Restaurants In Japan Introduce Beer And Pizza On Wheels Amid COVID-19 Lockdowns


While restaurants across the globe are struggling with their sales, restaurants in Japan have taken their kitchen on the road. Leave it to the Japanese to come up with creative ways to overcome a global pandemic! Modern problems require modern solutions, after all.

Bakka M’unica, a pizzeria-on-truck in Tokyo, had stopped its wheels to customers for almost two months due to the lockdowns caused by the coronavirus. The on-wheel-pizzeria is famous for serving fresh pizza baked over a wood-fired oven that is built inside it.

The pizzeria-on-truck has tackled the lockdown problem by opening the truck up for reservation by neighborhoods. One customer exclaimed in happiness, saying that the on-wheel-pizzeria is providing them the restaurant experience at home.

As is the case with creative solutions, other restaurants have followed suit.

In Yokohama, restaurants have made groups and are offering drive-through services with an option to pre-order. Now, the customers can get their delicious meals even without getting out of their vehicles.

One of the best restaurants in Japan, specializing in Cantonese cuisine, Kitcho, has joined the latest trend. The owner Takeshi Tsuruoka lamented, saying that the restaurant’s sales had hit rock bottom by a drop of 90 percent. He added that he had been working on the streets since the 1980s, and the current situation was worse even when compared to the 2008 global economic fallout.

He further mentioned that the service was especially convenient for him since the venue was right next to the parking complex. He said that the proximity lets his restaurant serve food right out of the pot.

While the trend is creative and fun, it is also safe for everyone. One customer emphasized the need to support struggling local business owners and added that they would visit again.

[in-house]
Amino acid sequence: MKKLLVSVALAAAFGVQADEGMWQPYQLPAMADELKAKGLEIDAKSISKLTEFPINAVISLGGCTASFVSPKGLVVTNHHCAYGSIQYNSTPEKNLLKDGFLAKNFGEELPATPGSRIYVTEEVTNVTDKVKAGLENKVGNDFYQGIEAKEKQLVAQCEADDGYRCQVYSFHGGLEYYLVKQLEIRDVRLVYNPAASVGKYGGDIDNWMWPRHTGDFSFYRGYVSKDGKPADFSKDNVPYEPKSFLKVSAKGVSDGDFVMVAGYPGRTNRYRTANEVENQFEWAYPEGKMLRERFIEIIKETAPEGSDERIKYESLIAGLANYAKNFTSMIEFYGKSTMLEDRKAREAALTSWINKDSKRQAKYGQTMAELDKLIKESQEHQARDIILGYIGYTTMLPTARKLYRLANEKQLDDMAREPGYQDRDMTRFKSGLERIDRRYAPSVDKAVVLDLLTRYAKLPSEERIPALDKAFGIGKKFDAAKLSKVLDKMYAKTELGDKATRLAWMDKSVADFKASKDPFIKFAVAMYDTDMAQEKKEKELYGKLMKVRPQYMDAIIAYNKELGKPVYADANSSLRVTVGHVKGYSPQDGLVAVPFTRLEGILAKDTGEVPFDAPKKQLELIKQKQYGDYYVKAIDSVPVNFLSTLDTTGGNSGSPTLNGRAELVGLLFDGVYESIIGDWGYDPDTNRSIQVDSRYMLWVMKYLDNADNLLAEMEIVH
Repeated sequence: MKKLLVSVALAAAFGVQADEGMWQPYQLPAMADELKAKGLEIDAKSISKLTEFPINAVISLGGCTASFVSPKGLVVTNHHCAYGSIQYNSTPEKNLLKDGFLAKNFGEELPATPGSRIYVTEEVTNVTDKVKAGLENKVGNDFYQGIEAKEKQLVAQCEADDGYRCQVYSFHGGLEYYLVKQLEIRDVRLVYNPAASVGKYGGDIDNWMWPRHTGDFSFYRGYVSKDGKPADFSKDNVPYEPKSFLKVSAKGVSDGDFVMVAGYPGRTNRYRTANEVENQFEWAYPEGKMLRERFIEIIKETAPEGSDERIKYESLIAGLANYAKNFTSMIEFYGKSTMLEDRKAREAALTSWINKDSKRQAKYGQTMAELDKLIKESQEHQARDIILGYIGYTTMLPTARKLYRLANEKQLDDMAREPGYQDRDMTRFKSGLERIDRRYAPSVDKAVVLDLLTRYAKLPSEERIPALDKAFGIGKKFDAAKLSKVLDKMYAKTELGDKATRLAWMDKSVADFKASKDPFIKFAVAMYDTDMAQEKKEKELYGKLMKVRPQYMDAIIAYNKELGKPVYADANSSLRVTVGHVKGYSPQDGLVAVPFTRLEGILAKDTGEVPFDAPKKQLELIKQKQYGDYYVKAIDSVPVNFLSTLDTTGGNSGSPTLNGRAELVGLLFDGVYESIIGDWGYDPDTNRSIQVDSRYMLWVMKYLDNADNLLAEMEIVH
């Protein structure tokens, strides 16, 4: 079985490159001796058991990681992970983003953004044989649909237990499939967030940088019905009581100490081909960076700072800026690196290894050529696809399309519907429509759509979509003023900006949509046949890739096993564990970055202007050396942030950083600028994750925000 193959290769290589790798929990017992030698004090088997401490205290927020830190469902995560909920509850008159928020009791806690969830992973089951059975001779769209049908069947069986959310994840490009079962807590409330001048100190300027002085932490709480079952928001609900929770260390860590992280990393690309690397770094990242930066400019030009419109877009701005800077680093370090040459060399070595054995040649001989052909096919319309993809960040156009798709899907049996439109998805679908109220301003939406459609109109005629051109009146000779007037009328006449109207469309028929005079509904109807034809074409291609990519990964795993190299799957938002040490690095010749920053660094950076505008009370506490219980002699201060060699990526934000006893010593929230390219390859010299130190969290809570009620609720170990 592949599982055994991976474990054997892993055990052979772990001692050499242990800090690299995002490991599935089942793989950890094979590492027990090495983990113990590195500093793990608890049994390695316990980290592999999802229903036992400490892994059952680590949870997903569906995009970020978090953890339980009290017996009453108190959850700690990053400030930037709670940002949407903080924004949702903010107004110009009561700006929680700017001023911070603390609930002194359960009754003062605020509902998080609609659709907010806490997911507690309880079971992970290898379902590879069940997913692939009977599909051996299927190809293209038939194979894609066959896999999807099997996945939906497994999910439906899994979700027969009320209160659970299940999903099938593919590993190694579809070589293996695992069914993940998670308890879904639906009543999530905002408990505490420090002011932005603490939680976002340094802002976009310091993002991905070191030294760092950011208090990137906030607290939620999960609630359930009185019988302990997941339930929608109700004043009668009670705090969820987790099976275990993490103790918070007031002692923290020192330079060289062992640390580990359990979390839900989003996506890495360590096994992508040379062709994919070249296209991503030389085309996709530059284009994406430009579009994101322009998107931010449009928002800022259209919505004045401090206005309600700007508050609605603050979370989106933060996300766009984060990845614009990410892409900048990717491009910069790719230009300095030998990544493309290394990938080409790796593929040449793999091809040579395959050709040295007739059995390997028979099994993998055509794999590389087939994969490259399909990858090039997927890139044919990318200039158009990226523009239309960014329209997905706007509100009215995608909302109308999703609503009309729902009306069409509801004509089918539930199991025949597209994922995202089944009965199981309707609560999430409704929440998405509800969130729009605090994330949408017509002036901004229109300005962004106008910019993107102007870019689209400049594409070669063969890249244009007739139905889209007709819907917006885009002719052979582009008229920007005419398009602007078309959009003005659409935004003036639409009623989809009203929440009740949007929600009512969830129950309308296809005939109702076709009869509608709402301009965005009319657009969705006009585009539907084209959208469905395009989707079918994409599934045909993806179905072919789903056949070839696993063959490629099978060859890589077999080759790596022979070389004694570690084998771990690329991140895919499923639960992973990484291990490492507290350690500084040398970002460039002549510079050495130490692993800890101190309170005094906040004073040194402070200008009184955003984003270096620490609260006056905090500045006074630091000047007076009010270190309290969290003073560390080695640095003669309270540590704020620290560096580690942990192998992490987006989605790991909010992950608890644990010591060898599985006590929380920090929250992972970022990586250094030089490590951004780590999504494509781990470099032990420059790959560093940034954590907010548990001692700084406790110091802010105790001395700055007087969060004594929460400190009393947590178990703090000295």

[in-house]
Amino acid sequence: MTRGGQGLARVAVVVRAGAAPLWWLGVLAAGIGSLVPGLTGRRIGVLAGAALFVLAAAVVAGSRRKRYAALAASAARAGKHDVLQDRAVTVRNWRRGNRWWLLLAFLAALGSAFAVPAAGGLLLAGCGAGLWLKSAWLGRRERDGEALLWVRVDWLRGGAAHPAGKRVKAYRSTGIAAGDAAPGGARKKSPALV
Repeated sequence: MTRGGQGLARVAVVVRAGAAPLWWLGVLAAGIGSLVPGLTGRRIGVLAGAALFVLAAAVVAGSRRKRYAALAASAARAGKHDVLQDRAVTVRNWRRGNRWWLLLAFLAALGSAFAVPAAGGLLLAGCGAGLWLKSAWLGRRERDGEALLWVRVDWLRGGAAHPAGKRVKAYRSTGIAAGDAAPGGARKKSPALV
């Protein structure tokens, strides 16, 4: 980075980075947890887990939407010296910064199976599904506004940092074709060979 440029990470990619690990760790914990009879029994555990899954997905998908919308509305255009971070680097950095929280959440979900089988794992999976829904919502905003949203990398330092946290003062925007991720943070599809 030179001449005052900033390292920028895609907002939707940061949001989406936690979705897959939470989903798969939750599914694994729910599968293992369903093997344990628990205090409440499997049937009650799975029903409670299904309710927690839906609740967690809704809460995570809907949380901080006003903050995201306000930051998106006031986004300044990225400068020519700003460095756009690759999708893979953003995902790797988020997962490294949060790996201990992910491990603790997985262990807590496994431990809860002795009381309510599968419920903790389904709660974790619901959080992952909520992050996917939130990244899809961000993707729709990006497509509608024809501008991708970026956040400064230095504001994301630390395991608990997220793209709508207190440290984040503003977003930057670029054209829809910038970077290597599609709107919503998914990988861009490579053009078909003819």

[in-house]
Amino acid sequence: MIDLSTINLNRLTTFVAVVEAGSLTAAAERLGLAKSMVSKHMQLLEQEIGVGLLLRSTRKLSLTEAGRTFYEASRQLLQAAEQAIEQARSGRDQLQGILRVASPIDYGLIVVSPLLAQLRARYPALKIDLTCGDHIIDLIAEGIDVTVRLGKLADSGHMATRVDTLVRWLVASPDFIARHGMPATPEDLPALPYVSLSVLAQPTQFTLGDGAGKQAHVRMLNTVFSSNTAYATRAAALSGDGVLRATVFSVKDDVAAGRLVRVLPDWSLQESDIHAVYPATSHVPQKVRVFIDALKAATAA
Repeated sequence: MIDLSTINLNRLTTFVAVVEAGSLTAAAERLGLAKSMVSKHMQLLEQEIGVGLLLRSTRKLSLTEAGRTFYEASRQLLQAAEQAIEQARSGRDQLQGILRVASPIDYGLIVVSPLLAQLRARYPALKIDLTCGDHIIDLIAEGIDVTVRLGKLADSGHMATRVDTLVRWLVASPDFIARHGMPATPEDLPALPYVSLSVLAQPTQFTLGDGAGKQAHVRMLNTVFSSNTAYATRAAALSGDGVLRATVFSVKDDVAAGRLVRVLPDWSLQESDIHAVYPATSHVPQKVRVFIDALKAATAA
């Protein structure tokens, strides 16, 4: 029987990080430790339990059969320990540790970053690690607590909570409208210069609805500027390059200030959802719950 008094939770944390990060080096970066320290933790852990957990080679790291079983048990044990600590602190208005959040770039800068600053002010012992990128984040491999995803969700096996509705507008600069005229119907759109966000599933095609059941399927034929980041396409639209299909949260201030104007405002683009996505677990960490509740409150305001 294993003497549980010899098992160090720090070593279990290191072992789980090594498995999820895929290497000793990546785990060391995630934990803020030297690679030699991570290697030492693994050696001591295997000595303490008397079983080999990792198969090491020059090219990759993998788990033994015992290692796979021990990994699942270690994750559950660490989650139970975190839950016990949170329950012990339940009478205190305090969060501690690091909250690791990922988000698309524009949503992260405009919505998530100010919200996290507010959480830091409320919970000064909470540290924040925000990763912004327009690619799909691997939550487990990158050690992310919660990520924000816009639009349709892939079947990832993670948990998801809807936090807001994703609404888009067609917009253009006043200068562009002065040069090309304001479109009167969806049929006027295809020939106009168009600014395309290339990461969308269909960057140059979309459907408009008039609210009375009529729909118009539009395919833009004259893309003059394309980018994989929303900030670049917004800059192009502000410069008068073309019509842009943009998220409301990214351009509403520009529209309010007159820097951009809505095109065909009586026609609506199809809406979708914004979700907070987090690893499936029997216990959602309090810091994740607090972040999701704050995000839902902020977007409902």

Yo-Ho Brewing’s Yona Yona Beer Works, Kichijoji, Tokyo, took the game to another level when they started offering craft beer in their takeout menu. They started the service from the 25th of April after their alcohol retail permit was authorized by the tax officials. 2-liter craft beer is reasonably priced at 3,300 yen.

Sources from the restaurant claim that their sales have seen an increase of 50 percent since this move. The takeout menu initially offered only food. It comes as no surprise for us beer lovers that the best alcoholic beverage has upped the ante!

One middle-aged customer, while taking his order, said that it was his fourth takeout since the beginning of the service. He added that he hoped the restaurants in Japan would continue with this service, even when the global pandemic ends.

Beer is that one ingredient that adds fun and the seeds for success in any mixture. While we wait for the pandemic to come to end, thanks to restaurants-on-wheels, at least the Japanese citizens are still getting their fill of beer.

Let’s hope restaurants in Japan inspire restaurants here and they too get their kitchens on the road soon.

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